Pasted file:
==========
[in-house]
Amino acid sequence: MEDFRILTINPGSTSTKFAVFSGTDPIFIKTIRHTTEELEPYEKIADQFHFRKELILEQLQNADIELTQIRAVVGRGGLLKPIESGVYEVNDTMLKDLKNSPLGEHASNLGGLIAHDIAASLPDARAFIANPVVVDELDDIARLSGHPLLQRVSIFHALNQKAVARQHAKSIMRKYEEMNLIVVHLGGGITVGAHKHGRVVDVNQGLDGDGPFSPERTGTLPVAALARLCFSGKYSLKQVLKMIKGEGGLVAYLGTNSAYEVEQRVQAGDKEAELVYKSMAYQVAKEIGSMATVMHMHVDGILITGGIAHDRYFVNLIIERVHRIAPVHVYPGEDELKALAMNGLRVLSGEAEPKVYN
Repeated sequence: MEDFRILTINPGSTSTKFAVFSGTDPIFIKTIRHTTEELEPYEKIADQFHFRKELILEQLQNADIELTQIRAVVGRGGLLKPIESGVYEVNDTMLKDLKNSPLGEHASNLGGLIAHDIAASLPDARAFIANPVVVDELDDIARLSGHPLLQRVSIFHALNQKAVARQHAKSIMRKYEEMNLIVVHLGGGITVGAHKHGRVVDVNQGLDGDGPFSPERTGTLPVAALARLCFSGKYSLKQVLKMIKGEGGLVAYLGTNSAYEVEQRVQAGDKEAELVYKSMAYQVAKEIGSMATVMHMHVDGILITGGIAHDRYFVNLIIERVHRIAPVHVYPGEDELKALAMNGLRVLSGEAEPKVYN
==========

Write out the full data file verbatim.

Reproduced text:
[in-house]
Amino acid sequence: MEDFRILTINPGSTSTKFAVFSGTDPIFIKTIRHTTEELEPYEKIADQFHFRKELILEQLQNADIELTQIRAVVGRGGLLKPIESGVYEVNDTMLKDLKNSPLGEHASNLGGLIAHDIAASLPDARAFIANPVVVDELDDIARLSGHPLLQRVSIFHALNQKAVARQHAKSIMRKYEEMNLIVVHLGGGITVGAHKHGRVVDVNQGLDGDGPFSPERTGTLPVAALARLCFSGKYSLKQVLKMIKGEGGLVAYLGTNSAYEVEQRVQAGDKEAELVYKSMAYQVAKEIGSMATVMHMHVDGILITGGIAHDRYFVNLIIERVHRIAPVHVYPGEDELKALAMNGLRVLSGEAEPKVYN
Repeated sequence: MEDFRILTINPGSTSTKFAVFSGTDPIFIKTIRHTTEELEPYEKIADQFHFRKELILEQLQNADIELTQIRAVVGRGGLLKPIESGVYEVNDTMLKDLKNSPLGEHASNLGGLIAHDIAASLPDARAFIANPVVVDELDDIARLSGHPLLQRVSIFHALNQKAVARQHAKSIMRKYEEMNLIVVHLGGGITVGAHKHGRVVDVNQGLDGDGPFSPERTGTLPVAALARLCFSGKYSLKQVLKMIKGEGGLVAYLGTNSAYEVEQRVQAGDKEAELVYKSMAYQVAKEIGSMATVMHMHVDGILITGGIAHDRYFVNLIIERVHRIAPVHVYPGEDELKALAMNGLRVLSGEAEPKVYN